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TOPLESS

French mag snapped Kate with Irish snapper

French glossy Closer commissioned an Irish photographer to take the topless shots of Prince William's wife Catherine and can make a fortune selling them, celebrity photographer Pascal Rostain said Friday.

French mag snapped Kate with Irish snapper
Photo: Koshy Koshy

Rostain, who has several scoops to his credit, told AFP that when a magazine "commissions a photographer or an agency … the price is fixed in advance, it can be €1,000 ($1,300) for every working day plus expenses and a few thousand euros for the snaps."

Roussin said if they had not been commissioned they could have been offered by the photographer to different celebrity magazines and sold "for a few hundred thousand euros."

About the identity of the snapper, he said: "In our small paparazzi world, we know who it is but obviously don't say anything.

"I can just say it is an Irish national who lives in the south of France," he said of the photographer, dubbed by one British tabloid daily 'Le Rat'."

He also slammed the British media outrage as hypocritical, saying that British papers had published nude photographs of French former first lady Carla Bruni on the eve of a state visit she and her husband Nicolas Sarkozy made to Britain early last year.

The photographs dated to the days when she was a supermodel.

After their debut in the French glossy last weekend, the photos of the British Duchess have appeared in magazines in Denmark and Sweden, Ireland's Daily Star and Italy's Chi, which like Closer is owned by former prime minister Silvio Berlusconi's Mondari media group.

The pictures have reportedly incensed Prince William, who with his wife learned of their impending publication while on an Asia-Pacific tour to mark his grandmother Queen Elizabeth's diamond jubilee.

The royal family's lawyers have obtained a civil injunction and sought criminal charges in Paris, including against the unidentified photographer, in a bid to curb the spread of the pictures.

French legal authorities on Tuesday banned Closer from any further distribution of the pictures and began a criminal probe into how they were obtained.

The court also ordered the magazine to hand over the files with the images to the royal couple, which the publication did on Wednesday.

Closer has said it does not own the images and simply bought them for exclusive first use, so it likely does not possess all the original files. It has refused to say from whom it bought them and who the photographer is.

The French court also banned Closer from reselling the pictures or reusing them in print or on its website.

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LAW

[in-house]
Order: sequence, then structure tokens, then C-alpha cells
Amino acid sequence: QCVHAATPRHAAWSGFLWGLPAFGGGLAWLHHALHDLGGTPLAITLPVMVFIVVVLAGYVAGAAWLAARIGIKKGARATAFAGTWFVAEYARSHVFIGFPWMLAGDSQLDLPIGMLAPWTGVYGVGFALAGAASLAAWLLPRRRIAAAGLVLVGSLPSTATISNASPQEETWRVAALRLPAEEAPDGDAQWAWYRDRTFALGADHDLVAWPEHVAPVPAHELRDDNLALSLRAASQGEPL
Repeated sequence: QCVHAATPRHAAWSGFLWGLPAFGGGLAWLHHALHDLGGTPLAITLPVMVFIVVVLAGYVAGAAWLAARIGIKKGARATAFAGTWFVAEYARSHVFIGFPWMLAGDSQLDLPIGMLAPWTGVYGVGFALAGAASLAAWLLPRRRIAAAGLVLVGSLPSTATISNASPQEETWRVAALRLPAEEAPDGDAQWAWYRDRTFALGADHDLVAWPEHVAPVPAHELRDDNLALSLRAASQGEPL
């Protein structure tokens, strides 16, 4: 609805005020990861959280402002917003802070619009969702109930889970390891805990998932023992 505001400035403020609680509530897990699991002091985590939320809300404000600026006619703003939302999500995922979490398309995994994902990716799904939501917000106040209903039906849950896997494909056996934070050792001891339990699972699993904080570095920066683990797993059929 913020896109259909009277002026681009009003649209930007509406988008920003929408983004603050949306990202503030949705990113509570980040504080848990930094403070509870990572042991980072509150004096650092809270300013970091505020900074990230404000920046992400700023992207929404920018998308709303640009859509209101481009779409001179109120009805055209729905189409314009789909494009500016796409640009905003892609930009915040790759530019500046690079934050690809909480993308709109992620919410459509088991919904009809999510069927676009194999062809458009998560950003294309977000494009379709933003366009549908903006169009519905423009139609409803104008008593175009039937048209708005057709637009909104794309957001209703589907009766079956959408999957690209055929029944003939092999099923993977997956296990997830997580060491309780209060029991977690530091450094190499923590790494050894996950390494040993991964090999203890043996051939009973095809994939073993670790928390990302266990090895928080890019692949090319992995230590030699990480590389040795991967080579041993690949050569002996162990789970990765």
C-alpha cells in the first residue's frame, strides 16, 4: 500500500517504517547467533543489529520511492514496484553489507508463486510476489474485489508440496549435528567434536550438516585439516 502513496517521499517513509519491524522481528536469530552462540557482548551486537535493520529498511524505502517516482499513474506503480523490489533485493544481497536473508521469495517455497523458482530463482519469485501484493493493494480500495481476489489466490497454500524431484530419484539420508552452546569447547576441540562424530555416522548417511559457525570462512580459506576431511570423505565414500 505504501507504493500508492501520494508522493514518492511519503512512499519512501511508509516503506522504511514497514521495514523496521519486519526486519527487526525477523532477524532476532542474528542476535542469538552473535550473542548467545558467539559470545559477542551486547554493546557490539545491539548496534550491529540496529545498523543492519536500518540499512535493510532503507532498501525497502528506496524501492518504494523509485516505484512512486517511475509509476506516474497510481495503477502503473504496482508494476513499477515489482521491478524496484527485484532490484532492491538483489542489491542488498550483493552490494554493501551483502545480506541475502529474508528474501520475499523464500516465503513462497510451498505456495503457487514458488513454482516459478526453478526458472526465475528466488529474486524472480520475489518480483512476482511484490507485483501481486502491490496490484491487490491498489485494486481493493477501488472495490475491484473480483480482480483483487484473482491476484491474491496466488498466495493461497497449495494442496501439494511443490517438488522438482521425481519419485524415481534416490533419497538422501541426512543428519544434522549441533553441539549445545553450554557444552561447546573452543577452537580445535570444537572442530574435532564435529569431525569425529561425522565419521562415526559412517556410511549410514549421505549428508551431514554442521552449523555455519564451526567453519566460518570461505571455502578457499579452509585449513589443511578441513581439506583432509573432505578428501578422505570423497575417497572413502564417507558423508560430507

France’s Interior Minister defends ‘precious’ right of women to go topless

France's interior minister on Tuesday defended the right of women to sunbathe topless on beaches, after a police warning for a group who stripped off on the southern coast sparked a social media outcry.

France's Interior Minister defends 'precious' right of women to go topless
Interior Minister Gérald Darmanin. Photo: AFP

French gendarmes patrolling a beach in Mediterranean seaside town Sainte-Marie-la-Mer last week asked a group of topless sunbathers to cover up in response to a complaint from a family, the local gendarmerie said in a statement on Facebook.

It acknowledged their actions had been “clumsy” but said the officers aimed wanted only to calm the situation, insisting there had been no official order to ban topless sunbathing in the town.

The mairie of Sainte-Marie-la-Mer also issued a statement clarifying that there is nothing to prevent topless sunbathing on its beaches, adding that it was “very attached to the republican principles of liberty”.

READ ALSO What are the rules around going topless or nude in France?

 

But the case prompted an avalanche of criticsm on social media, with #seinsnus (topless) trending on Twitter in France.

“Is Sainte-Marie-la-Mer now Saudi Arabia?” wondered one user, while others slammed a creeping “prudishness” in France.

“It was wrong that the women were warned about their clothing,” Interior Minister Gérald Darmanin wrote on Twitter.

“Freedom is something precious. And it is normal that officials can admit their mistakes.”

 

“You will always see me in uniform,” the spokeswoman of the French gendarmerie Maddy Scheurer wrote on Twitter, adding a smiling emoji.

“But topless sunbathing is allowed on the beach at Sainte-Marie-la-Mer. It was clumsiness by two gendarmes who had the best intentions.”

Topless sunbathing in France is legally not considered to be sexual exhibitionism although it can be halted by local directives outlawing certain styles of dress.

But far from everyone in France takes their tops off on the beach these days and topless sunbathing has become less popular in recent years.

Surveys show that younger women are increasingly concerned about sexual harassment and body shaming on the beach.

Less than 20 percent of French women aged under 50 now sunbathe topless, compared with 28 percent 10 years ago and 43 percent in 1984, according to a recent survey by pollster Ifop of over 5,000 Europeans including 1,000 French.

This makes the French less willing to bathe topless than some other Europeans, with almost half of Spanish women saying they bathe topless and 34 percent of Germans.

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